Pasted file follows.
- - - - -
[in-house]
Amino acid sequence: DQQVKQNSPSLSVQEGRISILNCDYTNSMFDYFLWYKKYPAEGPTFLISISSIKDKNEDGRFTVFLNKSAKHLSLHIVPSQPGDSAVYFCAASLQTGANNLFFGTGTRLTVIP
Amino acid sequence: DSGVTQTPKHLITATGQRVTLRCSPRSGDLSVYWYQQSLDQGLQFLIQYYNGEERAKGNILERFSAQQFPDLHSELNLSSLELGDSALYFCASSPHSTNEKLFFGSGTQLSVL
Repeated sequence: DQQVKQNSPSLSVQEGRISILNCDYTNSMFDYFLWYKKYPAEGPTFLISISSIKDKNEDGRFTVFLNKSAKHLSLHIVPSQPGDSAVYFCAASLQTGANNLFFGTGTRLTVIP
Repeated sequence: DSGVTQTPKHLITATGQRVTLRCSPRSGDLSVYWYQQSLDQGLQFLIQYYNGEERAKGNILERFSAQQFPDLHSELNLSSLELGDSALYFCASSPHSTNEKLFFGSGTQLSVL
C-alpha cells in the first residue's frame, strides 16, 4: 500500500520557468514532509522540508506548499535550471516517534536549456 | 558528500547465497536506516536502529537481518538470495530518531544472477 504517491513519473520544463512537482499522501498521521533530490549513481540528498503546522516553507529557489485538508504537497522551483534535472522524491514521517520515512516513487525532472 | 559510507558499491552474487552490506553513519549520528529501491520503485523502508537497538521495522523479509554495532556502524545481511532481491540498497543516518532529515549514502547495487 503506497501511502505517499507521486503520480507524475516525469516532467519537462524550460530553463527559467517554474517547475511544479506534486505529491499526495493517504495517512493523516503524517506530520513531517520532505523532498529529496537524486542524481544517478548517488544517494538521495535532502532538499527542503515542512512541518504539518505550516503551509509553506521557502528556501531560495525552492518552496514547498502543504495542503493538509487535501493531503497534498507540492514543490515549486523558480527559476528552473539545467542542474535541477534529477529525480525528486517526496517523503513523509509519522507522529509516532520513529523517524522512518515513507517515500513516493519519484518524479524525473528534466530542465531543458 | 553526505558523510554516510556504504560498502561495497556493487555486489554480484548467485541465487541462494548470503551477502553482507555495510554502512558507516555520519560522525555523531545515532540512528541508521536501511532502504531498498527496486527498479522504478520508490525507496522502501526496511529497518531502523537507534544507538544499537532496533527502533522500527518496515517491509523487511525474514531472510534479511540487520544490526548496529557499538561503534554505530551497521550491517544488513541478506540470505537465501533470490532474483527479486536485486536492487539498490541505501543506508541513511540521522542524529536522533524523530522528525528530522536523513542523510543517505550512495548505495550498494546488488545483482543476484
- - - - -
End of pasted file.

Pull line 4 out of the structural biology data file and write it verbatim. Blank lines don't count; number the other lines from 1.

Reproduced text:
Repeated sequence: DQQVKQNSPSLSVQEGRISILNCDYTNSMFDYFLWYKKYPAEGPTFLISISSIKDKNEDGRFTVFLNKSAKHLSLHIVPSQPGDSAVYFCAASLQTGANNLFFGTGTRLTVIP